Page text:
LA Times reports special interest talking points falling flat: "...the National Federation of Independent Business, a conservative small-business group that is influential in the House, sent a letter to lawmakers saying that the bill 'threatens the viability of our nation's job creators . . . , destroys choice and competition for private insurance and fails to address the core challenge facing small business -- cost.' But the dire predictions were contradicted by a preliminary Congressional Budget Office assessment of the public insurance option contained in the House bill. The CBO estimated that by 2019, just 9 million people would get their insurance from the government plan, while more than 175 million people would get their coverage from private insurers."

CQ explains how surtax on wealthiest would barely affect small biz: "...69.7 percent of the taxpayers who would pay the surtax have some business income. However, those numbers can be misleading ... because a family with some income from a small business may still get the vast majority of its money from wages or investments. A better measure, experts say, is looking at taxpayers who get more than half their adjusted gross income from businesses. Using that metric, 493,000, or 22.8 percent, of the households affected by the surtax are small-business owners, according to the Tax Policy Center. But most of the income subject to the surtax in those households would come from sources other than the business. Only 28.3 percent of their total income is derived from small business. That’s a much different picture than if the Democrats had chosen to finance the health care bill with a more traditional income tax boost. Instead, they chose a surtax on adjusted gross income, which includes long-term capital gains and dividends, spreading the burden to investors in addition to business owners and wage earners ... 'The jobs effect, if there is one, is it makes it cheaper to hire people if we get health care costs under control,' said Robert McIntyre, director of Citizens for Tax Justice, a liberal research group."'s Tim Foley contrasts the Senate health committee bill with the House draft bill: "The employer pay (contribute to a fund) or play (give your employees benefits) is weaker than what’s in the House: Wall Street Journal did some estimations and found that a 50-person company with a $2.5 million payroll would pay $200,000 as part of the employer mandate in the House bill, but only $37,500 in the HELP bill. The cost of premiums in the Gateway/Exchange for families at 400% of poverty is a little higher than the House. The cap on how much you spend out-of-pocket is higher, too. The eligibility for people to get their insurance through the Gateway/Exchange would be more closed (the Congressional Budget Office thinks we’d be talking 20 million+ in the Gateways instead of the 30 million + for the House, with those extra millions staying in employer-provided insurance). The 'community health insurance option' would need to negotiate rates with providers from the get-go, meaning it’d take longer to set-up and would have less of an immediate effect on costs – although hey, the Senate HELP bill doesn’t suggest that it will push off creating a public plan until 2013, so it may be faster after all. All true. But considering that the Senate is traditionally the place where a good reform goes to get crushed or die, it’s remarkable all the same that we’re really talking about degrees rather than a fundamentally different or even a gutted plan."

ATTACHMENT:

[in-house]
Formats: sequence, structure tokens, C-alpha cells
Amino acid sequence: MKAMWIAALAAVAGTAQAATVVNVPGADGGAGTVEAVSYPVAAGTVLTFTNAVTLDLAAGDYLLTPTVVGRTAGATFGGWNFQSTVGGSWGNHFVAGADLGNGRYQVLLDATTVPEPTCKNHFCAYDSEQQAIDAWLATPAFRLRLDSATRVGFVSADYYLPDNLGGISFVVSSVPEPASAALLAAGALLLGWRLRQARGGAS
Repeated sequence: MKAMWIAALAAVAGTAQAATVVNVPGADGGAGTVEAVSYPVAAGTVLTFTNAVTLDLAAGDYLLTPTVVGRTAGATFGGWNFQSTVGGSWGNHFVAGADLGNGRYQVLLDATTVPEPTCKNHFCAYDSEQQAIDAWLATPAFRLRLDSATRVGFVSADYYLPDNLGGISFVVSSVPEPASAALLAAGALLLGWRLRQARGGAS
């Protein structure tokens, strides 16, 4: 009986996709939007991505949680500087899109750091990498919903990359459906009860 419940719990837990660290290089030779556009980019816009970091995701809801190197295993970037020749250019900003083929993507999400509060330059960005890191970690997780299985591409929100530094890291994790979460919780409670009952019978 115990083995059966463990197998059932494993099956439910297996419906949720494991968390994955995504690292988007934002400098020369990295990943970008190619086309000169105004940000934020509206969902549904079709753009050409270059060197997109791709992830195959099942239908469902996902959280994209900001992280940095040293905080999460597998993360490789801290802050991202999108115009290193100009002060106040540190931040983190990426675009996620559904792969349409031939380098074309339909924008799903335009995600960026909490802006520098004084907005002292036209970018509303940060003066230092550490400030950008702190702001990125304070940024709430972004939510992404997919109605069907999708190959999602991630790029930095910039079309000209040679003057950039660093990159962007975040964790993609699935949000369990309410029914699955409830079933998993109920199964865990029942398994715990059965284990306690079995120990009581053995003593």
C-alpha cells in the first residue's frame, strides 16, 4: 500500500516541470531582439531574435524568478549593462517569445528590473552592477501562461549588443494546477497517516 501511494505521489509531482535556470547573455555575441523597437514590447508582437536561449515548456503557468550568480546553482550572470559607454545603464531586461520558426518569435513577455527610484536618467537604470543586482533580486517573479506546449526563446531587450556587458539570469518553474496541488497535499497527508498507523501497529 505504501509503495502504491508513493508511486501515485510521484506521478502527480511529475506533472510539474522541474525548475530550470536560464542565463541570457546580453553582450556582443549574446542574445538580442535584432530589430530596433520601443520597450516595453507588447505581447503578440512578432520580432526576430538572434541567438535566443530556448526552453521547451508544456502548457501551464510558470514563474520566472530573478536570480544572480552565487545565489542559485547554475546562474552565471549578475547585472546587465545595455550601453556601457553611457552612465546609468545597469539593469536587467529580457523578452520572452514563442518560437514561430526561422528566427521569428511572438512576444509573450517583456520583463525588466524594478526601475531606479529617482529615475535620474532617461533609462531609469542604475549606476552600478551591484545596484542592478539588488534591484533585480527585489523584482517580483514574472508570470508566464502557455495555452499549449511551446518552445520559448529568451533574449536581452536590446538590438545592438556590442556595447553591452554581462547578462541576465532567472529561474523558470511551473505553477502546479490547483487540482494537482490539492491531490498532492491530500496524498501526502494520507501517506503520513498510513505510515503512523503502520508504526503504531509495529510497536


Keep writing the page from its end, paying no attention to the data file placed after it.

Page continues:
Wonk Room's Igor Volsky on the GOP reaction to the Senate bill: "Republicans Respond To HELP Bill Passage By Lying About The Bill"

NYT on the diminishing appetite for empty bipartisanship: "Senators said the White House had been sending mixed signals. For months, they said, it emphasized the need for a bipartisan bill. But in the last 10 days, one Democrat said, the message has been: 'Hurry up. If you have to go without Republicans, it’s not the end of the world.'"

House progressives playing hardball. HuffPost's Ryan Grim: "Progressive Democrats are taking a hard stand on health care reform, with a majority committing to oppose any health care reform package that doesn't include a robust public option ... [A] whip list was obtained by Joan McCarter, a DailyKos contributing editor. It names fifty members of the Congressional Progressive Caucus (CPC) who have firmly pledged to oppose any bill that doesn't meet the group's standards. Without those fifty votes, Democrats would be unable to pass the reform effort without Republican support."

NYT editorial board sounds the call for the House health care bill: "This is a bill worth fighting for."

Roger Hickey and Diane Archer tout House bill as benchmark in video: